The Hope Mill Theatre’s latest musical theatre venture sees an adaptation of Rebecca West’s novel Return of the Soldier turned into a poignant and moving chamber musical set in the First World War.
Told by a remarkable cast of five, it’s a mesmeric story that explores a multitude of issues the war has caused in people’s lives. When upper-class soldier Captain Christopher Baldry (Chris Jenkins) returns from war hiding his suffering trauma, he has forgotten his wife and comes back desperately in love with his previous lover Margaret Grey (Naomi Slights.) Margaret is married to her husband William, but still longs for the passionate romance she had with Christopher, yet fears breaking her husband’s heart.
The two women at the centre of the piece, Kitty and Margaret go through a series of emotions that resonates with any era. Naomi Slights gives a sublime performance as Margaret, as her natural characterisation creates a warm and utterly convincing character that the truly audience root for. Despite her kind and loyal husband William doing everything he can to please her, she craves the passion she has with Christopher.
Tessa Kadler is remarkable at playing the façade that her character Kitty puts on to gloss over her tortured feelings. She is witty and strong-willed, but when her vulnerability seeps through it’s heart-breaking to watch, particularly in her emotionally charged song No Mans Land.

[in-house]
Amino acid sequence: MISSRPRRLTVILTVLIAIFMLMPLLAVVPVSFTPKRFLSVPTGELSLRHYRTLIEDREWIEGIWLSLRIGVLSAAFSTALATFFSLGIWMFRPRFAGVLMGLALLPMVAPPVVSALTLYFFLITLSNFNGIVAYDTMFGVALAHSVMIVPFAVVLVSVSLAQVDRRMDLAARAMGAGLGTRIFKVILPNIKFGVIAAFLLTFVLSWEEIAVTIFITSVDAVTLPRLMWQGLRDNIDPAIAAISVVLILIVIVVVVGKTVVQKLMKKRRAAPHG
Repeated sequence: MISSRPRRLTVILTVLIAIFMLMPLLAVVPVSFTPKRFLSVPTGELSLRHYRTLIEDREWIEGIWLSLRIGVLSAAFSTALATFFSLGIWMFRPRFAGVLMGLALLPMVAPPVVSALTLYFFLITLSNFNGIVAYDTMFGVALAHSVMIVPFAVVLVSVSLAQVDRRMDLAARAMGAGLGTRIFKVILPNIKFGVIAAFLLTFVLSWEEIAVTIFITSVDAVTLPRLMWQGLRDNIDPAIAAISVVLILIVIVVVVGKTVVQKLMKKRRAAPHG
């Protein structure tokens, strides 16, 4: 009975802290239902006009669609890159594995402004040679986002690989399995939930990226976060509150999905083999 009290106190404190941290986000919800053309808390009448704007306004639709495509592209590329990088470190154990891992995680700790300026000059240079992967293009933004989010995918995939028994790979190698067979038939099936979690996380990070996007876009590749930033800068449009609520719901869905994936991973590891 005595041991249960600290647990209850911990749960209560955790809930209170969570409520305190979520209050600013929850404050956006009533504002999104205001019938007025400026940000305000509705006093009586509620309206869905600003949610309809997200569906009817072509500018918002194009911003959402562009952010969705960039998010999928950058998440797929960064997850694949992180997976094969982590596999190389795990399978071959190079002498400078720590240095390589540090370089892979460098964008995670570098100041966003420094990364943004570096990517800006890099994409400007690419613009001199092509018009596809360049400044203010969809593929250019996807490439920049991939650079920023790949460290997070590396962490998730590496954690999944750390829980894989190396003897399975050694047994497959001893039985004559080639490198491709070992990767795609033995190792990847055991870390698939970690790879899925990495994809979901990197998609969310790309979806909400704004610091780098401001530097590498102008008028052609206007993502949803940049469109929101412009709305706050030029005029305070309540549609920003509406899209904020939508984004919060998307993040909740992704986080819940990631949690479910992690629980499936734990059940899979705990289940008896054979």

This production tackles the impact of the war on Christopher and Chris Jenkins captures his damaged nature with a distinct tenderness that really captures the audiences’ emotions. Troubled by his past and unable to grasp his future, his mind and masculinity is tarnished and he struggles to feel like the man he is. Jenkins’ gives an astounding performance that pulls on all the heart strings.
Bringing a lighter tone to the powerful production is Marc Pickering who plays both Margaret’s husband William Grey and the Psychiatrist. As the husband he excels at making the audience empathise with him. He is slow, shy and sheltered but so eager to please his wife. In the second act we are introduced to his excellent comedy timing as the smart and quick-witted psychiatrist. These completely contrasting roles display his immense versatility as an actor and he brings real light to the production as he delivers his show stopping numbers with both integrity and flair. Similarly, Christopher’s cousin Jenny is a character that could easily become lost, but Esme Sears packs a real punch as the strong young woman.
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